Microsoft Vs. Doj
Microsoft vs. DOJ
Arguments of the DoJ (the white paper)
1. Microsoft and it´s Monopoly Power
MS monopoly power is in personal computer operating systems. A PC operating system as you all know controls the interaction of the different parts of the computer. It creates files, organizes the computer´s memory and creates a platform for applications.
The operating system is indispensible to the computer for this reason. Maybe that changes as technology evolves but right now a computer without an OS is nothing but a box of inert hardware. MS today ships 97% of PC OS that are installed by computer manufacturers.
Case law defines monopoly as beginning at about a 70% share of the market.
But this alone isn´t illegal in respect to superior products, service or mere luck. Nor does market share alone necessarily imply monopoly power. For example a manufacturer might make 100% of knickers on the market. But if there are other pants manufacturers who are able to turn their production into knickers, the one and only knickers producer wouldn´t be able to charge more than a competitive price or exclude rivals from his market.
Speaking of this little example it´s now clear what monopoly power means: it is the power to control prices and exclude competition. MS has and still exercises, both form of monopoly power. It charges above competitive prices and use tactics that eliminate rivals. And not because MS are superior to others and more beneficial to the consumers. No, not at all, MS uses predatory tactics whose sole purpose is to destroy it´s rivals.
MS often has denied that it posesses monopoly power but their arguments are quite feeble.
A MS spokesman stated that the market is highly dynamic and that there are only low barriers to enter the market, especially for fringe firms. But this is untrue for the means of competition.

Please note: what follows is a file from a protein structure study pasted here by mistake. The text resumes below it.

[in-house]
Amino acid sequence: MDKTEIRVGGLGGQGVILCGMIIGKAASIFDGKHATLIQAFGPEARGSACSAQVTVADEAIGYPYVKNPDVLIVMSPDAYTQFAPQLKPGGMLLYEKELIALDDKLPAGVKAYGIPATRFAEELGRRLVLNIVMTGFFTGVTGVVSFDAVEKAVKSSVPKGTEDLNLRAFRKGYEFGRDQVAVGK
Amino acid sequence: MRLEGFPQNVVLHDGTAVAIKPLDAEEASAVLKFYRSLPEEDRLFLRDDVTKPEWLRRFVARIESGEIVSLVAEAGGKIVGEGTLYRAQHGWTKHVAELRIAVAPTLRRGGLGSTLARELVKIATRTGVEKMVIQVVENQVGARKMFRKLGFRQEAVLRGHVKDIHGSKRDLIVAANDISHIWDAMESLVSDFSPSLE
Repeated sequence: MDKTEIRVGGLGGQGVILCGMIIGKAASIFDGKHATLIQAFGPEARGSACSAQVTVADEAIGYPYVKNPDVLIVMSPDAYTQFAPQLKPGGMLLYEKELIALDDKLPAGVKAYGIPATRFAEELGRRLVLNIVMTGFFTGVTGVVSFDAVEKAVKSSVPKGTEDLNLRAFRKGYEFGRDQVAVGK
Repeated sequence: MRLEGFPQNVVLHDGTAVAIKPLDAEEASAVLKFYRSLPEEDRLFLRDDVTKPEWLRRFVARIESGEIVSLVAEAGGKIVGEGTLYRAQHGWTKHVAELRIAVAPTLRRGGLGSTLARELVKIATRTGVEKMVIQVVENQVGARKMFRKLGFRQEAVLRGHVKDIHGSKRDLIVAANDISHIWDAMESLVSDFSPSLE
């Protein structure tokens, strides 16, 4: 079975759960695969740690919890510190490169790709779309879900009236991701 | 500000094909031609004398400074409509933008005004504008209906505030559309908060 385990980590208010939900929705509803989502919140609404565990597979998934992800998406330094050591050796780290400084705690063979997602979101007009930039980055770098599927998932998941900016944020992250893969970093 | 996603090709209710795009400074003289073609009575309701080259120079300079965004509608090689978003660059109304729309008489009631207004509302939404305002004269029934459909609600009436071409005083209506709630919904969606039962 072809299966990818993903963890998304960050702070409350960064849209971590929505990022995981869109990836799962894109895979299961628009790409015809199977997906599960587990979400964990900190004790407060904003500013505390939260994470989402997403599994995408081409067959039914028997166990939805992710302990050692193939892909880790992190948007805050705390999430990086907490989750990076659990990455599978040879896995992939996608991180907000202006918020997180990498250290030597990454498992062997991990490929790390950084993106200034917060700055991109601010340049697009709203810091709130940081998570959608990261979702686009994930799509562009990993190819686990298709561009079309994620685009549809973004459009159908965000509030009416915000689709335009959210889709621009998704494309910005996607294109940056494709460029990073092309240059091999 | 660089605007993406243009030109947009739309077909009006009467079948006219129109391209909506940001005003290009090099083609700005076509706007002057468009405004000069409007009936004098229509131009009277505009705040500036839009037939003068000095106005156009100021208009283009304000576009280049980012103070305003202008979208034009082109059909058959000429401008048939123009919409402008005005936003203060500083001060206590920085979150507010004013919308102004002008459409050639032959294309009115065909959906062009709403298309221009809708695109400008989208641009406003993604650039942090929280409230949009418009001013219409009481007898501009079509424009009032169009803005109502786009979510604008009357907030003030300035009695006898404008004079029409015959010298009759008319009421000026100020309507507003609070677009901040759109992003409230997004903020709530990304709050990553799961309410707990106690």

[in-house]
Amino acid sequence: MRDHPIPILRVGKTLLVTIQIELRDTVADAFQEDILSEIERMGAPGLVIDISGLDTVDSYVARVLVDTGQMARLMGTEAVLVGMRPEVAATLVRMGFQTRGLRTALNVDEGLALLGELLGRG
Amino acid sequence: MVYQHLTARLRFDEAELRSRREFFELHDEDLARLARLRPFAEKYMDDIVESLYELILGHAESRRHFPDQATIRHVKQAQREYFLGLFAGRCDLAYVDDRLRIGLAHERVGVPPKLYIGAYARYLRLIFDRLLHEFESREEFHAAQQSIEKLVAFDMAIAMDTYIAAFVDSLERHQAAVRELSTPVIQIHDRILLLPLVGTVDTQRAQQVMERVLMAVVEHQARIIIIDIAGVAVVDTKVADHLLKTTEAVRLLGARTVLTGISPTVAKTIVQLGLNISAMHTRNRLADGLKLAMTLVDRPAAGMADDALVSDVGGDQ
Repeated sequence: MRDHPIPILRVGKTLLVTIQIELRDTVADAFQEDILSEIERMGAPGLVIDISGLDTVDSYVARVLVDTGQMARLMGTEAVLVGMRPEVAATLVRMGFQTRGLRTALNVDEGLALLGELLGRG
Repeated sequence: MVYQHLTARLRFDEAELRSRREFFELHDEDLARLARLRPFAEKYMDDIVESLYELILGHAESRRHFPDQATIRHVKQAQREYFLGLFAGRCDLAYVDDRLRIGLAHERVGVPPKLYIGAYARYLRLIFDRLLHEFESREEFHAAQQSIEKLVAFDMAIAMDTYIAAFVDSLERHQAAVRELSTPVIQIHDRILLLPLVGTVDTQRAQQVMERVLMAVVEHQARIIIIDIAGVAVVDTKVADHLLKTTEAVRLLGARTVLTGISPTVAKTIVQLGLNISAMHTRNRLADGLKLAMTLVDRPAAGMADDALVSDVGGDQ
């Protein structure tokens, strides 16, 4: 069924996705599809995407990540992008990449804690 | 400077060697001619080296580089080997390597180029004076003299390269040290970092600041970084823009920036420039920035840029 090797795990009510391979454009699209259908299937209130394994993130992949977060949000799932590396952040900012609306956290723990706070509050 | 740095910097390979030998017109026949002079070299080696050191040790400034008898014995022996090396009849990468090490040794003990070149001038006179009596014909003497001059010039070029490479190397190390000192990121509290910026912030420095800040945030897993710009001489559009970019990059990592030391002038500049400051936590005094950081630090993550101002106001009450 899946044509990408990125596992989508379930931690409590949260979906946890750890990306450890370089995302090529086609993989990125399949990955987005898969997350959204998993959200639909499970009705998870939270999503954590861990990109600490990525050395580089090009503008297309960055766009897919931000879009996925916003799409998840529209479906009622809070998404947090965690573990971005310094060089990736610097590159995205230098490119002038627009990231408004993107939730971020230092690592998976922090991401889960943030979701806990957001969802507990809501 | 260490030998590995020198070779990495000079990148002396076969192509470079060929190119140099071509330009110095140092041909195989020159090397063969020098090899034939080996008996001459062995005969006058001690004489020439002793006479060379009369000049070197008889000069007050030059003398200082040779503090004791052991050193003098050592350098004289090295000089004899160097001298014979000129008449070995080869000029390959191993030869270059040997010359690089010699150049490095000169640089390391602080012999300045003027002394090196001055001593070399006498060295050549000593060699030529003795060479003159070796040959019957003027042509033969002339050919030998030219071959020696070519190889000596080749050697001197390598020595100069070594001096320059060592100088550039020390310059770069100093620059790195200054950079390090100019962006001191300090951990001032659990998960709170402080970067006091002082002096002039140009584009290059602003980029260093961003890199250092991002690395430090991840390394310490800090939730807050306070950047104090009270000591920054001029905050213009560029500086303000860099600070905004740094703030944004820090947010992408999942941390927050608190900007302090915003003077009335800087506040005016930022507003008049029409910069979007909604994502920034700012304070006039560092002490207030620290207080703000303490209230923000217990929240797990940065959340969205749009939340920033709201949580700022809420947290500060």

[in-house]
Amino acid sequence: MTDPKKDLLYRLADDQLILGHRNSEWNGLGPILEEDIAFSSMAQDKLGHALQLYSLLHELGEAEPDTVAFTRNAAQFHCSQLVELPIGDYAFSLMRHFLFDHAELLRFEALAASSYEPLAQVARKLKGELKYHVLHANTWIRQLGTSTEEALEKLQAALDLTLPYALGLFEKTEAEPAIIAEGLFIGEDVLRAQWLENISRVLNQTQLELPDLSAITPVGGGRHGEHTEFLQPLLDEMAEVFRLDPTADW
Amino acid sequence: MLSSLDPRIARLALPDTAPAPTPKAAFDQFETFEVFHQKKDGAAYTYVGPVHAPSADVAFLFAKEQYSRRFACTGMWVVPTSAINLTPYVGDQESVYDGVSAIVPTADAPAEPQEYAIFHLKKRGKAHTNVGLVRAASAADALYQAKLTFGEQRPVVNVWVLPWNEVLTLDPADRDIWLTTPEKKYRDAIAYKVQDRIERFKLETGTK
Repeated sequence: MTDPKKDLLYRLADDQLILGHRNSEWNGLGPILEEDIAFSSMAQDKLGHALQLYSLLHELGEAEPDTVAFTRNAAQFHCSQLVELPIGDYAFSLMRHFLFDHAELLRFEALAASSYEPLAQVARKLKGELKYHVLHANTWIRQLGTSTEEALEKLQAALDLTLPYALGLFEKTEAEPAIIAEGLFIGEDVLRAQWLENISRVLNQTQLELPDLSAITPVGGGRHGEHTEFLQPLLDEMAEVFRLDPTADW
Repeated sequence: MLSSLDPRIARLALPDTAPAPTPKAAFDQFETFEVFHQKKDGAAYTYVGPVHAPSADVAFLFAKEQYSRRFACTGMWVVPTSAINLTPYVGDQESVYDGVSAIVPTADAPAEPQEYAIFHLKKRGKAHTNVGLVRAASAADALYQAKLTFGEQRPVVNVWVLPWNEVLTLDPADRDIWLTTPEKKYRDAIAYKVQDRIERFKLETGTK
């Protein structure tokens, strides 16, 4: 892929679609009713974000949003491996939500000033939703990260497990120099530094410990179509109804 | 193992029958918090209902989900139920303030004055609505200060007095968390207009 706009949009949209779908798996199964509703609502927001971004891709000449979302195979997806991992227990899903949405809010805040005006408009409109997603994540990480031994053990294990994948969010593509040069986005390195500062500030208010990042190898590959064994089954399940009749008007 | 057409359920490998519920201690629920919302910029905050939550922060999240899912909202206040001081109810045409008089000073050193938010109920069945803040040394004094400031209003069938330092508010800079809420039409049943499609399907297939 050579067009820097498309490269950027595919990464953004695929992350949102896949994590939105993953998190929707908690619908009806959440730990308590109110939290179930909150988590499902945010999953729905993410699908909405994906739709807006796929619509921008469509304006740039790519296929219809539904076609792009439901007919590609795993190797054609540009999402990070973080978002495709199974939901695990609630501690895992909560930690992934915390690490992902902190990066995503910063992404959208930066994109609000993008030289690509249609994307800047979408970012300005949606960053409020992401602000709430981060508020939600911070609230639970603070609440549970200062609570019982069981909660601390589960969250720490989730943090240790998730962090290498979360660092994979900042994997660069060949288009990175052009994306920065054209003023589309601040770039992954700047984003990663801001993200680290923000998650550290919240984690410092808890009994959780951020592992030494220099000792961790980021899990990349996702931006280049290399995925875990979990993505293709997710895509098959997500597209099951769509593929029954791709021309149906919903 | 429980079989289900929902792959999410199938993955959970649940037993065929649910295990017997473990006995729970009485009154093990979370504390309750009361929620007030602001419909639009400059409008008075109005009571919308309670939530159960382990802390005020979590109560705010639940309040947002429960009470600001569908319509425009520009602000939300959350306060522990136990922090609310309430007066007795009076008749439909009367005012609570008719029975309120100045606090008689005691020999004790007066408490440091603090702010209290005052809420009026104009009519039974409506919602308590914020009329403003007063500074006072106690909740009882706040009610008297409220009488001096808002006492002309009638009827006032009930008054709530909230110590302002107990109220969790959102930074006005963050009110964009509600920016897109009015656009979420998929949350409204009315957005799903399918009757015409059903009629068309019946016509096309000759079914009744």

There might be a lot of new technology but the barriers MS deliberately put up made it impossible for new market entry. The result is that MS can charge higher than competitive prices without a loss of market share.
Another argument of MS is that it´s monopoly power is defeated by ist need to compete against it´s own installed base meaning that MS has eg now to compete against win 95.
But this is another partly untrue argument because most consumers think of a new OS only when they want to buy a new computer and replace their old one. With that consumers expect that the replacement will come with an installed operating system. Therefore competition among operating systems, if it were allowed to exist, would be competition to have computer manufacturers install operating systems on a new machine.
2. MS employs exclusionary tactics to maintain it´s monopoly
MS exclusionary war proceeds along two lines. First it has built it´s browser, the IE, into it´s Win OS and will not allow computer manufacturers to remove it.
Second, MS employs a complex web of restrictive agreements designed to block the entry or growth of rivals.
To say something about the history. The Browser War Netscape produced the first browser, the NN, which made searching the internet practicable for the average computer user. Thus the Navigator posed a serious threat to MS monopoly because NN created the possibility of a system that would bypass the Windows OS. Meaning that a browser with a large number of users can become an alternative platform by combining it with eg. Sun Microsystems programming language Java. Together Netscape and Java could reduce Windows to just one OS among several others.
Microsoft recognizes the danger at once: Netscape/Java is using the browser to create a “virtual OS” and that a competing browser could eventually obsolete Windows. Naturally MS didn´t like the idea and counterattacked. It developed ist own browser the Internet Explorer.
When the IE failed to push the Navigator out of the market MS joined it´s browser to the OS, first with win95 and now in win 98 so that computer manufacturers are forced to take both in one package. MS makes no extra charge for the browser, pricing it at zero, thus selling it below cost. A MS spokesman even stated that if they were forced to offer ist OS and its IE as seperate products, the company would still charge